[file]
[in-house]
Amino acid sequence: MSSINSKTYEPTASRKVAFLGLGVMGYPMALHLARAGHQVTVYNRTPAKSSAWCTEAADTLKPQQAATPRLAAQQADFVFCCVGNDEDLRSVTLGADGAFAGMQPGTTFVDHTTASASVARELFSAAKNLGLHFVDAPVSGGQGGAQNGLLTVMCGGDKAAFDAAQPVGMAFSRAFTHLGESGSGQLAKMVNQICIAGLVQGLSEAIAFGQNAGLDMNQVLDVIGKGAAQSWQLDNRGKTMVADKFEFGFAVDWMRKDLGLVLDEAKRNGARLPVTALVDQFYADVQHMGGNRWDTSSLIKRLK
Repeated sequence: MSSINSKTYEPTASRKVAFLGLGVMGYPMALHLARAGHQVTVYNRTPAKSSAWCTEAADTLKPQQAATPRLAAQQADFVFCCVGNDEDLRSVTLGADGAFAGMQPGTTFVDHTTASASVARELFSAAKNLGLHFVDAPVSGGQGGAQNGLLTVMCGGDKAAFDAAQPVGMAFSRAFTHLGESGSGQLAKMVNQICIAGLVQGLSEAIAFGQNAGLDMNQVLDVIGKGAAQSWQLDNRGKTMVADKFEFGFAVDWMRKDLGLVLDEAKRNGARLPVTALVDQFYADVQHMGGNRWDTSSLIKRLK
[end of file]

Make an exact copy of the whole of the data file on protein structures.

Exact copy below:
[in-house]
Amino acid sequence: MSSINSKTYEPTASRKVAFLGLGVMGYPMALHLARAGHQVTVYNRTPAKSSAWCTEAADTLKPQQAATPRLAAQQADFVFCCVGNDEDLRSVTLGADGAFAGMQPGTTFVDHTTASASVARELFSAAKNLGLHFVDAPVSGGQGGAQNGLLTVMCGGDKAAFDAAQPVGMAFSRAFTHLGESGSGQLAKMVNQICIAGLVQGLSEAIAFGQNAGLDMNQVLDVIGKGAAQSWQLDNRGKTMVADKFEFGFAVDWMRKDLGLVLDEAKRNGARLPVTALVDQFYADVQHMGGNRWDTSSLIKRLK
Repeated sequence: MSSINSKTYEPTASRKVAFLGLGVMGYPMALHLARAGHQVTVYNRTPAKSSAWCTEAADTLKPQQAATPRLAAQQADFVFCCVGNDEDLRSVTLGADGAFAGMQPGTTFVDHTTASASVARELFSAAKNLGLHFVDAPVSGGQGGAQNGLLTVMCGGDKAAFDAAQPVGMAFSRAFTHLGESGSGQLAKMVNQICIAGLVQGLSEAIAFGQNAGLDMNQVLDVIGKGAAQSWQLDNRGKTMVADKFEFGFAVDWMRKDLGLVLDEAKRNGARLPVTALVDQFYADVQHMGGNRWDTSSLIKRLK